For the fifth time in five days, the Angels left Angel Stadium victorious. They beat the Milwaukee Brewers 11-8 on Tuesday night.
But there is a chance they lost star center fielder Mike Trout for at least a few days. He left the game because of a right groin strain, the team announced, and is day-to-day.
The prospect of Trout risking injury dawned on the Angels in the third inning, when trainer Adam Nevala noticed Trout stretching his groin in the outfield during the third inning.
Afraid of what a severe injury to Trout might portend for the rest of the Angels’ nascent season, manager Brad Ausmus pulled the plug on Trout’s night.
Trout had grabbed at his right leg after he slid feet-first into second base on a force-out that ended the second inning. He remained in the game but was replaced by Peter Bourjos in the outfield before the start of the fourth inning.
“We can’t lose that guy for any length of time, so it was really my call,” Ausmus said. “He lobbied to stay in, and I said ‘We can’t take the chance.’”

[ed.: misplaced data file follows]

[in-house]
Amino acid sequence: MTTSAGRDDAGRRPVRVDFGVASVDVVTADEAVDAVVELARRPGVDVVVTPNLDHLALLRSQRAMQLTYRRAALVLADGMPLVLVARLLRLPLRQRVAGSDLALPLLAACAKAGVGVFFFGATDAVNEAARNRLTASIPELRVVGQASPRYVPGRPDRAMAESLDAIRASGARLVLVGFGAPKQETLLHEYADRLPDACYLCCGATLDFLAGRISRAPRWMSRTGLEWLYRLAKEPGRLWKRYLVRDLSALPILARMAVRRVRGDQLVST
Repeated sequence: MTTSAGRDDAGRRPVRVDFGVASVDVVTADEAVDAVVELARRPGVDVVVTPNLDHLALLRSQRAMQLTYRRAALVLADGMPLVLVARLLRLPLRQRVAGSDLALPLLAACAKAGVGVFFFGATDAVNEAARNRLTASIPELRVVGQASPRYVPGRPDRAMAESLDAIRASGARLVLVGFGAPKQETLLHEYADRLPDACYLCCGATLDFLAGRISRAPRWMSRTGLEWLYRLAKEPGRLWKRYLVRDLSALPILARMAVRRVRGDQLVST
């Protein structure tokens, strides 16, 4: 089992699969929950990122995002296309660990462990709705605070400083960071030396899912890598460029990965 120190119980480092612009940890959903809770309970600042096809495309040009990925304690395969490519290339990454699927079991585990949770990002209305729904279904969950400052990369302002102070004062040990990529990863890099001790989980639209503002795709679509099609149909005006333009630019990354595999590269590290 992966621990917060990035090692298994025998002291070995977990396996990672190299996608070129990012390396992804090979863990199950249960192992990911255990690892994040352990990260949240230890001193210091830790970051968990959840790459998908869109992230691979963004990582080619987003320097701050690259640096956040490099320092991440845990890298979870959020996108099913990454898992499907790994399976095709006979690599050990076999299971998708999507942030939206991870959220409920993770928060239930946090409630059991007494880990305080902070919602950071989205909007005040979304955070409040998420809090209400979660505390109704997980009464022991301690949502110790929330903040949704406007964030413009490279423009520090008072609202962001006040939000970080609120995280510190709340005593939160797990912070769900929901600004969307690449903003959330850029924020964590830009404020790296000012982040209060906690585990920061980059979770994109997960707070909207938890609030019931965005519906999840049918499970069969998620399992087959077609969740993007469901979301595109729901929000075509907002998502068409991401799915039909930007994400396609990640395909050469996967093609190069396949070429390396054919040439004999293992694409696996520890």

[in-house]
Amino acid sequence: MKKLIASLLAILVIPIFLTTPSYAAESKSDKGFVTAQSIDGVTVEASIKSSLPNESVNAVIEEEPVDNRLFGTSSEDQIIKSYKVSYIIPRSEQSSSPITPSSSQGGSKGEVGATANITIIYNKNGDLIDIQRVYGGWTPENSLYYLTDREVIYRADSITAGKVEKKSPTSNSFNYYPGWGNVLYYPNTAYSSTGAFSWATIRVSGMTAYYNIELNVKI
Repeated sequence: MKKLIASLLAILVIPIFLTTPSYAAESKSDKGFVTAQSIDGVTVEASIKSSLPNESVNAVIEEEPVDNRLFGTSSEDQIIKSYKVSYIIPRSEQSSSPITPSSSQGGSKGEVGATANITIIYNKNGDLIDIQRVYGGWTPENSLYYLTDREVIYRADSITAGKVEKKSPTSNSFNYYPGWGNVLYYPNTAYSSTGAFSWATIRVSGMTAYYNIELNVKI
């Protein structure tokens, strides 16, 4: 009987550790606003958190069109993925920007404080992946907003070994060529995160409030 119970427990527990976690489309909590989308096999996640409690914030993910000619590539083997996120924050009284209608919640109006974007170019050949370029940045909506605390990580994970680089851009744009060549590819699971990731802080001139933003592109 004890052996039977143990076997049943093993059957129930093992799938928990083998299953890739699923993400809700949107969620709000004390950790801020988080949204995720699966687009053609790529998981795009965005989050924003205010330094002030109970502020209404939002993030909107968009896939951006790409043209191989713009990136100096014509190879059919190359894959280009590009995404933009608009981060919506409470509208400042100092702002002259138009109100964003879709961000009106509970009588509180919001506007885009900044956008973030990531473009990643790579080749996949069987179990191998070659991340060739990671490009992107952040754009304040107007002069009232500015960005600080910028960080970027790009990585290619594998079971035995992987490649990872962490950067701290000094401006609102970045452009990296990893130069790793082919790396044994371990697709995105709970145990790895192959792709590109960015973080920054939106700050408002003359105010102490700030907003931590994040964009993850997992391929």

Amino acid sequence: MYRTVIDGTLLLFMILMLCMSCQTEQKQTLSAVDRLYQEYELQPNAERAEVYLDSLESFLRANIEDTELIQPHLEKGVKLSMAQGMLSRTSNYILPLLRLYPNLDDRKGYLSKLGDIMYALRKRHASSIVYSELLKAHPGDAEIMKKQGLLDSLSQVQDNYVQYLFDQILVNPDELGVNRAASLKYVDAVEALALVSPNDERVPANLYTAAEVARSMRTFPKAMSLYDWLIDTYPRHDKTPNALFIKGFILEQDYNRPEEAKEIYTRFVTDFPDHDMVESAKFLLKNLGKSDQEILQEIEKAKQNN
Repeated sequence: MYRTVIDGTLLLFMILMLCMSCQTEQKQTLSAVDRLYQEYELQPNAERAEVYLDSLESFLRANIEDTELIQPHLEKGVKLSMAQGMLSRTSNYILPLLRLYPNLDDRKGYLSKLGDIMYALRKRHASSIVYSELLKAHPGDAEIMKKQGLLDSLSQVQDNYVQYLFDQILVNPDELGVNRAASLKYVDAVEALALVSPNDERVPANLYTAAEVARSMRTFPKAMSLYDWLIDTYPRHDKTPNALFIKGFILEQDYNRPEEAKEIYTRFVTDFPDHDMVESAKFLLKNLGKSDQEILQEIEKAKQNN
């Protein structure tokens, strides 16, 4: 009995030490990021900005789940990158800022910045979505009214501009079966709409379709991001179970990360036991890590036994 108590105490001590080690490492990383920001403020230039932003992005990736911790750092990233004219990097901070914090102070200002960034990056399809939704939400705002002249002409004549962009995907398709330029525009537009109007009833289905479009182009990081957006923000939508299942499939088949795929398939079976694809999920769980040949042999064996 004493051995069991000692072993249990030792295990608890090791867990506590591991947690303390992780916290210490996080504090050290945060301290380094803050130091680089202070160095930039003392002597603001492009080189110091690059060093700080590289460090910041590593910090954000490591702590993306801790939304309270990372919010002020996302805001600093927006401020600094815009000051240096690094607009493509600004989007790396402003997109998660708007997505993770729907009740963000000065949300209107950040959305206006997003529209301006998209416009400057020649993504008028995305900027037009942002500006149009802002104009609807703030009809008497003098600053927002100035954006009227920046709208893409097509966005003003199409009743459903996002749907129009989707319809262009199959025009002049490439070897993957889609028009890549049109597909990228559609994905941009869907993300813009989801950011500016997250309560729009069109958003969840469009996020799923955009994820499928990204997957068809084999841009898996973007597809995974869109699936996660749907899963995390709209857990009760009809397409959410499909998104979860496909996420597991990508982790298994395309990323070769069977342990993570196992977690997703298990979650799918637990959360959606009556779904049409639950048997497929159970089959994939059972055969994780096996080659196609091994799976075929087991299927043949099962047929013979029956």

Trout, who leads the Angels in average (.406), home runs (five) and RBIs (12), said he felt some relief after speaking with team doctors.
“Obviously I have to make sure it’s 100% before I go back out there,” Trout said. “We’ve got an off day coming up [Thursday]. Obviously see how I feel tomorrow. But I’m just happy it’s not as bad as it could’ve been.”
Trout on Monday was named the American League player of the week after batting .438 with five runs scored, seven hits, five homers, nine RBIs and eight walks across six games. He hit a homer in each of the first four games of the Angels’ homestand, including two in Friday’s win over Texas.
Trout’s 2.631 on-base-plus-slugging percentage against the Rangers was the third-highest OPS in a four-game series behind Babe Ruth and Mickey Mantle. For the 30 minutes that elapsed between Trout’s departure and the team announcement on his injury, it seemed the Angels might go without that level of production for an extended period.